Standing Straight (Luke 13:10-17)

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The account of Jesus releasing a crippled woman on a Sabbath in Luke 13:10-17 might look like just another healing story when we first read it. However, when we listen carefully to the language Luke uses to describe the event we can find that there is more going on under the surface.

The Synagogue leader got upset with Jesus because he broke the Sabbath rules. About fifteen hundred years earlier, when Moses led the Israelites out of slavery in Egypt, God gifted his people with a day off each week. This day of rest, known as the Sabbath, was so important that God enshrined it as one of the Ten Commandments – ‘Remember to observe the Sabbath Day by keeping it holy’ (Deuteronomy 20:8 NLT). In order to protect this gift, subsequent generations of Israelites began defining what they regarded as ‘work’ so they knew how not to break this commandment. By the time of Jesus, the gift of the rest day had become an expectation, lost under a complicated system of rules about what a person could and could not do on that day.

The synagogue leader got upset with Jesus because he viewed releasing the woman from her illness as work and so Jesus had broken this commandment in his eyes. Jesus challenged the leader’s understanding of God’s purpose for the Sabbath by pointing to the way he would untie his donkey or ox in order to lead it out for a drink of water. This action was also ‘work’ according to the synagogue leader’s Sabbath regulations.

This is where the language of the story becomes very significant. In verse 12, where the New Living Translation has Jesus saying, ‘you are healed of your sickness,’ the Greek text uses a verb which means more like ‘released’ or ‘let go’. In the same way, the word Jesus uses in verse 16 which is translated as ‘released’ is the same word he uses in verse 15 when he talks about ‘untying’ a donkey or an ox to lead it out for a drink of water. Luke used this language is to tell us that Jesus came to untie or release us from the effects of sin which tie us up, weight us down and prevent us from living in the ways God originally intended for us.

The Synagogue leader was effectively tying people up with rules, traditions and expectations around the Sabbath-day of rest. In contrast, Jesus saw an opportunity on this particular Sabbath to untie the woman, set her free and release her to live the life God intended for her.

When we gather together on our day of rest, I wonder who we more closely resemble? Are we living in the freedom that Jesus gives us through faith to find release from the things in life that tie us up, weigh us down and keep our eyes looking towards the ground? Or are we tied up with rules, traditions and expectations, passing those things that tie us up on to others? As people join us in worship, do they encounter rules that bind them or the grace of Jesus which sets us free?

We all have things that bind us. For some, like the woman in the story, it might be a physical disability which ties us up and prevents us from living the life God intends for us. If that’s the case, the good news of this story is that Jesus has the power to release us from our physical weaknesses and infirmities. Through his death and resurrection, Jesus has the power to make all things new, including our bodies. Some miraculously experience this healing and release in this life. Others wait their whole lives for it in faith and hope. Either way, Jesus asks us to trust him because ‘faith is the confidence that what we hope for will actually happen; it gives us the assurance about things we cannot see’ (Hebrews 11:1 NLT).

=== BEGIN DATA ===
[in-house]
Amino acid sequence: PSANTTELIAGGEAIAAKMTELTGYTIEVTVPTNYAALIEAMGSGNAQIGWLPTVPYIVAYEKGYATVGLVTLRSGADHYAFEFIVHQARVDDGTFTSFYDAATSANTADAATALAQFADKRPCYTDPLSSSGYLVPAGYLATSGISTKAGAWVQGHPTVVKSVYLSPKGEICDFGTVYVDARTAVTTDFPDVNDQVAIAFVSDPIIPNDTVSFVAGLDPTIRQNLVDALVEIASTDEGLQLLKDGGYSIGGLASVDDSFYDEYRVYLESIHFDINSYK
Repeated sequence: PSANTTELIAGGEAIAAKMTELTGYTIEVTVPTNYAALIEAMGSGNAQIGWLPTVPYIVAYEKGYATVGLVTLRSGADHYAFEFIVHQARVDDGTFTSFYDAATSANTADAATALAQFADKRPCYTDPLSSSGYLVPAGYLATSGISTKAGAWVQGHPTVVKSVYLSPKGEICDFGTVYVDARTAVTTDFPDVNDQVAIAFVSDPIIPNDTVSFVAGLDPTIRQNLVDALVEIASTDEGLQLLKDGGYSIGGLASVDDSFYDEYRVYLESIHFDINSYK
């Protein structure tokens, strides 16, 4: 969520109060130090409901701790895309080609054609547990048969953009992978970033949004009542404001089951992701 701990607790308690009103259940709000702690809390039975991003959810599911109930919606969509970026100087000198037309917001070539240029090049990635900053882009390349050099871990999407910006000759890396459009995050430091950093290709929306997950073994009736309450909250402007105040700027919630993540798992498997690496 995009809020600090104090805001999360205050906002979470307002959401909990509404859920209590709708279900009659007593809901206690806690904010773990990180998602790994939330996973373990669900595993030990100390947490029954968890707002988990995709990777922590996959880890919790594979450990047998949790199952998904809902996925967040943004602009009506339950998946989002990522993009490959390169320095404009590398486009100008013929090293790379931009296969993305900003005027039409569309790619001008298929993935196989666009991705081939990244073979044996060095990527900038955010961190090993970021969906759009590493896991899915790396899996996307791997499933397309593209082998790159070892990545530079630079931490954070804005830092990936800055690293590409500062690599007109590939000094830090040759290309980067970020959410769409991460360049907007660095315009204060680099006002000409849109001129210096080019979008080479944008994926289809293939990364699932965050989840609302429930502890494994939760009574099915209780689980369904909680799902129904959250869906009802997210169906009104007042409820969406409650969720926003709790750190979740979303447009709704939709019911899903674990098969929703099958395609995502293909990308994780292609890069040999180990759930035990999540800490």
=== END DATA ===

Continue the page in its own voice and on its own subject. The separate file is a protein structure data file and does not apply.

This woman’s physical disability also signifies something deeper that can happen within all of us. We can easily get tied up in things like guilt, fear, shame, anxiety, loneliness, other people’s expectations, the need to please others, and the list can go on and on. They bind us in ways that are very similar to the woman in the story because they restrict us and prevent us from living the ‘life to the full’ which Jesus promises us (John 10:10) in the love, joy, peace and hope that God intends for us. The things that tie us up keep us looking at the ground in front of our feet, making us stumble our way through life instead of having eyes that are lifted up to see Jesus in faith and others in Christ-like love. For us to live the life that God promises us, we need to be set free from the things that tie us up so we can stand straight and strong in the love and grace of Jesus.

That’s what Christian community it meant to be about. Our purpose is not to keep people tied up in expectations, human traditions or rules. That was what the synagogue leader was doing. Jesus’ purpose was to release people, to set us free, to give us life in all of its fullness. As a community of faith which carries the name of Christ, our purpose is to be finding and living in the love of God through Jesus which releases us, and then extending that same liberating love and grace to others. For a lot of people who grew up in churches which emphasised the importance of certain behaviours, customs, human traditions and expectations, this is a significantly different way of thinking about church.

But what might our community of faith look like if we understood our purpose as helping people find freedom from what binds them in life through a living and growing faith in Jesus?

There is a lot more going on in this story that just another healing miracle. Through the words of this story, Jesus gives us the promise that he can untie us from whatever binds us in life so we can stand straight, seeing his love and grace and seeing others around us who also need his love and grace. This story also challenges us to think about our own community of faith. How can we be a community where people can encounter the love of Jesus which releases us from what ties us up, so they can find the freedom which comes through faith too?